There is, of course, an element of self-flattery involved in this, because it implies that so called rationalists, unlike those poor religious saps, have no taboos, no sacred values or ideas that are quarantined from inquiry.
I guess that would be a “if you are not for me, you are against me” stance. Who knew Blackford was so biblical?
I think Chris Ho-Stuart makes a good point at The Panda’s Thumb in response to RBH’s article:
To the extent that the NCSE points out that some scientists have no problem with a conflict between science and religion, that’s all well and good and accurate. To the extent NCSE claims that there is no conflict between science and religion, that’s asserting a particular philosophical position, something like Gould’s NOMA, which I think is dubious at best. The particular quotes that have been brought forward seem to be the former, but Blackford’s complaint is clearly about the latter.
I take it your response is, essentially, that NCSE *doesn’t* advocate NOMA, and Blackford is mistaken in assuming that it does on the basis of the quotations in question.
Yes, that’s the way I see it.
It looks like RBH has conceded Russell’s main point, and added some evidence that at least one project at NCSE seems to explicitly endorse NOMA, in his latest Panda’s Thumb post:
Basically, what Jim said.
Also, people who are interested in what I really think, rather than in bizarre fantasies about what I “must” think, might be interested in looking at what I say on my own blog: http://metamagician3000.blogspot.com/ , where new readers are always welcome. :)
You seem to be mistaking a critique of the argument that you wrote as being a “bizarre fantasy”. I haven’t engaged in any attempted mind-reading; that stuff doesn’t work. But I have taken seriously the justification you attempted to give concerning the conclusion you made. Here’s a comment made to another party at the Panda’s Thumb:
There’s nothing there or in my post above that seems to have either bizarre or fantastic properties.
Now, about RBH’s post… let’s have a look at a section:
Russell’s “main point”, though, was that the way that science advocacy organizations should respond to this issue would be to shut-up-already since the issue is ‘beyond their remit’. How, exactly, is RBH’s statement above consistent with that? RBH does then criticize NCSE specifically for what he believes to be an endorsement of a particular argument, but nowhere does RBH make a statement that he agrees with Russell’s general point, that being that all the science advocacy organizations should shut-up-already rather than get involved in rebutting the “accepting evolution means you can’t believe in God anymore” claim.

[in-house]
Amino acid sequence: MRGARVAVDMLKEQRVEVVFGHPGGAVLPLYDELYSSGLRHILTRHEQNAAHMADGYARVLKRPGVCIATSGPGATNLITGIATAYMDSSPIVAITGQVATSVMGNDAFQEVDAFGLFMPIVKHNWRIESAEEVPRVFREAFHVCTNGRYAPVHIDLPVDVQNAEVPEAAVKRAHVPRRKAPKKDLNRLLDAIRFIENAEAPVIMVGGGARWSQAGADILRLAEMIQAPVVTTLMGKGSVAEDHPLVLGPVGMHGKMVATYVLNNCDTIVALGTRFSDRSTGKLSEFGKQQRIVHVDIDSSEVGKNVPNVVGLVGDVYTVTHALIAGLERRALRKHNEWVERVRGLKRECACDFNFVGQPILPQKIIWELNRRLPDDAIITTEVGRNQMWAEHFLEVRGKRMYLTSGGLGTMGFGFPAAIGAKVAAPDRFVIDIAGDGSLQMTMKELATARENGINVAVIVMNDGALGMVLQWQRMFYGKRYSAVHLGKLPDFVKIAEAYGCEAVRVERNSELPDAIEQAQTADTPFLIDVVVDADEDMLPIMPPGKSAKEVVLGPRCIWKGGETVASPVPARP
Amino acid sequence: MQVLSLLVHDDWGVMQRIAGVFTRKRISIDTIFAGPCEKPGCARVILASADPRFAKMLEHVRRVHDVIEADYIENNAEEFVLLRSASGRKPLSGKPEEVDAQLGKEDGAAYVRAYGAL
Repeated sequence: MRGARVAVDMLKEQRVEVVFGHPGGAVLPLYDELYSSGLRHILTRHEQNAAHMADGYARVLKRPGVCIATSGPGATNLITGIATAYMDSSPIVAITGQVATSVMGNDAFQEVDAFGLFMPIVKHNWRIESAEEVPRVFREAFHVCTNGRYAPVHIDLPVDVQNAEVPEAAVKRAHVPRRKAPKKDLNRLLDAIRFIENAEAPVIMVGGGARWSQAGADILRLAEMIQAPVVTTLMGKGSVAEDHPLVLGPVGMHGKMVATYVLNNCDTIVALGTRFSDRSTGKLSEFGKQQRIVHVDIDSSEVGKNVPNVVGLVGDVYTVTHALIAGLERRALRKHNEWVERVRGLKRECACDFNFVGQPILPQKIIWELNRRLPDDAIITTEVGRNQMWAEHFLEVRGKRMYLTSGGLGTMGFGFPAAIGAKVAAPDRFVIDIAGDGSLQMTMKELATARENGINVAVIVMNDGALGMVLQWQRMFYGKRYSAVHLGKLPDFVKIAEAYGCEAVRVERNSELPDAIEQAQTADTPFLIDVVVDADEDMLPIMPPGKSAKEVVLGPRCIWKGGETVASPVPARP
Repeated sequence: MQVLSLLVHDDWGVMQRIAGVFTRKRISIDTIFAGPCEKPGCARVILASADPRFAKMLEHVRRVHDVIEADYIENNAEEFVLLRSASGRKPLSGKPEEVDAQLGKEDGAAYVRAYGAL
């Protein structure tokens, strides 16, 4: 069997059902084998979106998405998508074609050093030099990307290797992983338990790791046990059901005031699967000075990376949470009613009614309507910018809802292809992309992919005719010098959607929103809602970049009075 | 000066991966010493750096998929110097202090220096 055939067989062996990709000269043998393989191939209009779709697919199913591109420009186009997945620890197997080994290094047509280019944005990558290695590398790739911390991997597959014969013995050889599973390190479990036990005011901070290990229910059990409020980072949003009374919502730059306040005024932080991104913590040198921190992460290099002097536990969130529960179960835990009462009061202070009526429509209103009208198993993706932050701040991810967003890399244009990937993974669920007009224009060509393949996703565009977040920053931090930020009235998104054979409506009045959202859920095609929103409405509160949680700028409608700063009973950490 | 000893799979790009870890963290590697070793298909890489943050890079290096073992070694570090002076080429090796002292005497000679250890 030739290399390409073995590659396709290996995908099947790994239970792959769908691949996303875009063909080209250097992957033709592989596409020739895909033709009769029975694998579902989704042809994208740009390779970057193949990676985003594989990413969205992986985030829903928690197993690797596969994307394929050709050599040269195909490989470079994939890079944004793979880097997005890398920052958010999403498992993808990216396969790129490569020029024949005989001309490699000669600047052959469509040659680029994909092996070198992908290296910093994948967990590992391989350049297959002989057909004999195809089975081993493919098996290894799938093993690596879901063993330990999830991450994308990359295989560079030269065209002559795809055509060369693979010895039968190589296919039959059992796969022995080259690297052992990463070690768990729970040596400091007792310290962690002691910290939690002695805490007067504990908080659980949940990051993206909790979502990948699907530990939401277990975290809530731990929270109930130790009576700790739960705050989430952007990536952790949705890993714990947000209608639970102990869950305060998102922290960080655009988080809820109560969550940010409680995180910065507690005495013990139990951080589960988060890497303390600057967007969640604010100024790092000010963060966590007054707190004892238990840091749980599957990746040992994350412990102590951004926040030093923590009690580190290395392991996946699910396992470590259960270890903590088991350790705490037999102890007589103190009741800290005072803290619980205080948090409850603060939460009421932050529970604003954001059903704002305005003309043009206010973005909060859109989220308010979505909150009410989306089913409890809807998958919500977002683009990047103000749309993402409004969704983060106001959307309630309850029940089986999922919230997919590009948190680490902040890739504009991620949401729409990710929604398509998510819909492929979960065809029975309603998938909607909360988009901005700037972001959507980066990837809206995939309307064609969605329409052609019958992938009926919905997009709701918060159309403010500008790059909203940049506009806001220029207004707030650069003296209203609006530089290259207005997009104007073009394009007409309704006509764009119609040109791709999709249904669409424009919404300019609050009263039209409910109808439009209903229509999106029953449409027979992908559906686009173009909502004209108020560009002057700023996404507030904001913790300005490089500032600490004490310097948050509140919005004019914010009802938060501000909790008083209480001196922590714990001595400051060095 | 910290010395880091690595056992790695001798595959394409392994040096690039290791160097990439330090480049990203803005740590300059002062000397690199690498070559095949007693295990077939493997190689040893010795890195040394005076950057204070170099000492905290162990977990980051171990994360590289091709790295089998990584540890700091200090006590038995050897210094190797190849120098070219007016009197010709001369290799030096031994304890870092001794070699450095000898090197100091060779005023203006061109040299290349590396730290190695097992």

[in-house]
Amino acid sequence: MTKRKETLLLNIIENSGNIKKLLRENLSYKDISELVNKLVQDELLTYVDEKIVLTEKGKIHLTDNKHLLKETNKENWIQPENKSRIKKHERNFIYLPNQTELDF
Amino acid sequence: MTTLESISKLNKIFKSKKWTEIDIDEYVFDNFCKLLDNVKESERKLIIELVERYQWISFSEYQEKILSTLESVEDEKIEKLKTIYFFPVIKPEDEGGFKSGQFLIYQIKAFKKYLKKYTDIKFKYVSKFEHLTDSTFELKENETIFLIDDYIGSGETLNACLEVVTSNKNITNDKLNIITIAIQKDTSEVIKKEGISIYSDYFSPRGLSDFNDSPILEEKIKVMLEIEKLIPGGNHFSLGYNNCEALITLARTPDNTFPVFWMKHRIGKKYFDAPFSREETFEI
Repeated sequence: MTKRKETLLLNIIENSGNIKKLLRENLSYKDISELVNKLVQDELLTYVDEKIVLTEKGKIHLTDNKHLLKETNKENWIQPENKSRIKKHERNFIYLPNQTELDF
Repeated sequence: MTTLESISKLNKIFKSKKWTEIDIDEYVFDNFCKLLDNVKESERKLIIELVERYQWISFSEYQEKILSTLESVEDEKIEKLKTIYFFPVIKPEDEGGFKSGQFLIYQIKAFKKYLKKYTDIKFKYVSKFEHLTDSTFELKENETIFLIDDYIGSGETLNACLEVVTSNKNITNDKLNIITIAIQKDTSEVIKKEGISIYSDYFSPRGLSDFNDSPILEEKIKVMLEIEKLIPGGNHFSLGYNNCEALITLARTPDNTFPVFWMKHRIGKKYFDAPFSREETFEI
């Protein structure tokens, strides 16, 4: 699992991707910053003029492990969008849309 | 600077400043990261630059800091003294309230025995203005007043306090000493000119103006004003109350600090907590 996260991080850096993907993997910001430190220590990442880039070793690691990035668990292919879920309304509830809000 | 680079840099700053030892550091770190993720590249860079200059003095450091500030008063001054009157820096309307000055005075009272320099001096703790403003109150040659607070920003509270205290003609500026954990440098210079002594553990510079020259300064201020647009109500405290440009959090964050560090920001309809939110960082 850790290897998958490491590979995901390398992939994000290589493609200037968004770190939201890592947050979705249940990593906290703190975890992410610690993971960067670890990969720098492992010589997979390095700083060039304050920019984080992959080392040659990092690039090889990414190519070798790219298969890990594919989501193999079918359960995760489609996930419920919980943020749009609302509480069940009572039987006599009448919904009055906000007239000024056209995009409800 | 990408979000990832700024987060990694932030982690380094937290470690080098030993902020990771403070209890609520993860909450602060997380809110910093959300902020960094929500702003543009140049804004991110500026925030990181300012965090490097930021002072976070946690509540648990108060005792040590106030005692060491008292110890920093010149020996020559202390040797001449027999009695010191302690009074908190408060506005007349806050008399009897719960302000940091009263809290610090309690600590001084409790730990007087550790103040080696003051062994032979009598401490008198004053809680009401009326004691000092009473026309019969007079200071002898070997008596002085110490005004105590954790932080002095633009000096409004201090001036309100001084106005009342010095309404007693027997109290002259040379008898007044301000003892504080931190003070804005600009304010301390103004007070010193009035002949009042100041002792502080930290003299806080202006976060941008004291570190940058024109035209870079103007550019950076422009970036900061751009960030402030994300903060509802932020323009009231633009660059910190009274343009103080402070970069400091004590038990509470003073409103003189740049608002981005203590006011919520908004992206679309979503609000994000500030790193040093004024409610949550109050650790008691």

Here are a few descriptions of positions on this issue:
(1) Science advocacy organizations should not take a philosophical position on whether science is compatible or incompatible with religion, such as either NOMA or the views of Coyne, Dawkins, Myers, Blackford, etc. We all here seem to agree with that.
(2) They should be careful when rebutting the claim that evolution entails atheism (which I think we also all agree is false), so as not to imply that NOMA is the correct view. In my opinion, it’s good and important to point out that there are religions that have no problem with evolution, and the _Voices for Evolution_ book has rhetorical and political power. But it shouldn’t further be suggested that those views *are correct*.
It’s important to note that the existence of people who accept religion and evolution doesn’t demonstrate, or necessarily even provide much evidence for the position that science and religion are in fact compatible–people can certainly hold views that are logically inconsistent, and I think everybody does.
(3) Science advocacy organizations shouldn’t even respond to the “evolution implies atheism” argument. If this is really Russell Blackford’s view, then I don’t agree with it–but I think he’s at (2), not (3).
By the conclusion of Blackford’s that I quoted in the post above, I think he’s at (3), or at least the version of (3) that doesn’t allow an effective rebuttal of the claim.
Jim, I’ve been saying for what now seems like a long time that I am not dogmatic about any of this. I am aware of the political exigencies, etc., etc.
Still, I definitely agree with 1. and generally with 2. As for 3., well I don’t think anyone has said that. I don’t see how I have said anything that goes that far unless someone wants to read something out of context in a literal-minded way. I might prefer they not say MUCH and that it be peripheral, but exactly what, if anything, is up for grabs. Even, Jerry thinks that they might have SOMETHING to say. The live question is just how much, assuming everyone relevant agrees to point 1., which was what I meant by sticking to the science. I’ve been arguing against NOMA for years now, and that was what led me into this.